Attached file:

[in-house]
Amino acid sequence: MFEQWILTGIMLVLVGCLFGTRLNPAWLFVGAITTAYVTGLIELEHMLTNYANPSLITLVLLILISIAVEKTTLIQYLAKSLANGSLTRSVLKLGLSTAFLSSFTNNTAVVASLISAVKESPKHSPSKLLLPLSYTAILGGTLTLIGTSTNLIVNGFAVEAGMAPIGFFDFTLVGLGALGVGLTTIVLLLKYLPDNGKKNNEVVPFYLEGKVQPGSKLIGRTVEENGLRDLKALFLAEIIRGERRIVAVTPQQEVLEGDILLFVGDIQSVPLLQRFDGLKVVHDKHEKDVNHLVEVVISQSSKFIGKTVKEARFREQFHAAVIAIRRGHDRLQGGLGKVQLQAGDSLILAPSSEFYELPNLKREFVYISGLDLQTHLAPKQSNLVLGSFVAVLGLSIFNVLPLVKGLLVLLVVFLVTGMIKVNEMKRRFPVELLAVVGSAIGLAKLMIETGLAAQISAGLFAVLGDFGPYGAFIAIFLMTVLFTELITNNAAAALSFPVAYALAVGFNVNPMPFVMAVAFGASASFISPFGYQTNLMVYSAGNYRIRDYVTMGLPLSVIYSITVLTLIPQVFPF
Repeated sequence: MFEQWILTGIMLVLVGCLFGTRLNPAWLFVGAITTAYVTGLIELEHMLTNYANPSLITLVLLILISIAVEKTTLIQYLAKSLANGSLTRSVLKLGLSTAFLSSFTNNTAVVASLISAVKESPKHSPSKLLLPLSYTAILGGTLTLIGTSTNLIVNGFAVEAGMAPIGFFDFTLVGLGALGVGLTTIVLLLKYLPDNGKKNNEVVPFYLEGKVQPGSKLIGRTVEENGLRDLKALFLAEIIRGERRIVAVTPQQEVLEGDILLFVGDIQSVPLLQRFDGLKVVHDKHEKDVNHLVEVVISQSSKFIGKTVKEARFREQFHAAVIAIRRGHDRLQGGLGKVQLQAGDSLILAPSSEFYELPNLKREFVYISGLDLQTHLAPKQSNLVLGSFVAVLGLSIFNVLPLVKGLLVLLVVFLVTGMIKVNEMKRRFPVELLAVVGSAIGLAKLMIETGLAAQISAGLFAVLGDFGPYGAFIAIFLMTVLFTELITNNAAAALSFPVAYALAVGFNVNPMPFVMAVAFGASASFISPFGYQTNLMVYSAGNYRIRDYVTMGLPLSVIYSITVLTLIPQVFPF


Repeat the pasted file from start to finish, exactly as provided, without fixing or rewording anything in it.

[in-house]
Amino acid sequence: MFEQWILTGIMLVLVGCLFGTRLNPAWLFVGAITTAYVTGLIELEHMLTNYANPSLITLVLLILISIAVEKTTLIQYLAKSLANGSLTRSVLKLGLSTAFLSSFTNNTAVVASLISAVKESPKHSPSKLLLPLSYTAILGGTLTLIGTSTNLIVNGFAVEAGMAPIGFFDFTLVGLGALGVGLTTIVLLLKYLPDNGKKNNEVVPFYLEGKVQPGSKLIGRTVEENGLRDLKALFLAEIIRGERRIVAVTPQQEVLEGDILLFVGDIQSVPLLQRFDGLKVVHDKHEKDVNHLVEVVISQSSKFIGKTVKEARFREQFHAAVIAIRRGHDRLQGGLGKVQLQAGDSLILAPSSEFYELPNLKREFVYISGLDLQTHLAPKQSNLVLGSFVAVLGLSIFNVLPLVKGLLVLLVVFLVTGMIKVNEMKRRFPVELLAVVGSAIGLAKLMIETGLAAQISAGLFAVLGDFGPYGAFIAIFLMTVLFTELITNNAAAALSFPVAYALAVGFNVNPMPFVMAVAFGASASFISPFGYQTNLMVYSAGNYRIRDYVTMGLPLSVIYSITVLTLIPQVFPF
Repeated sequence: MFEQWILTGIMLVLVGCLFGTRLNPAWLFVGAITTAYVTGLIELEHMLTNYANPSLITLVLLILISIAVEKTTLIQYLAKSLANGSLTRSVLKLGLSTAFLSSFTNNTAVVASLISAVKESPKHSPSKLLLPLSYTAILGGTLTLIGTSTNLIVNGFAVEAGMAPIGFFDFTLVGLGALGVGLTTIVLLLKYLPDNGKKNNEVVPFYLEGKVQPGSKLIGRTVEENGLRDLKALFLAEIIRGERRIVAVTPQQEVLEGDILLFVGDIQSVPLLQRFDGLKVVHDKHEKDVNHLVEVVISQSSKFIGKTVKEARFREQFHAAVIAIRRGHDRLQGGLGKVQLQAGDSLILAPSSEFYELPNLKREFVYISGLDLQTHLAPKQSNLVLGSFVAVLGLSIFNVLPLVKGLLVLLVVFLVTGMIKVNEMKRRFPVELLAVVGSAIGLAKLMIETGLAAQISAGLFAVLGDFGPYGAFIAIFLMTVLFTELITNNAAAALSFPVAYALAVGFNVNPMPFVMAVAFGASASFISPFGYQTNLMVYSAGNYRIRDYVTMGLPLSVIYSITVLTLIPQVFPF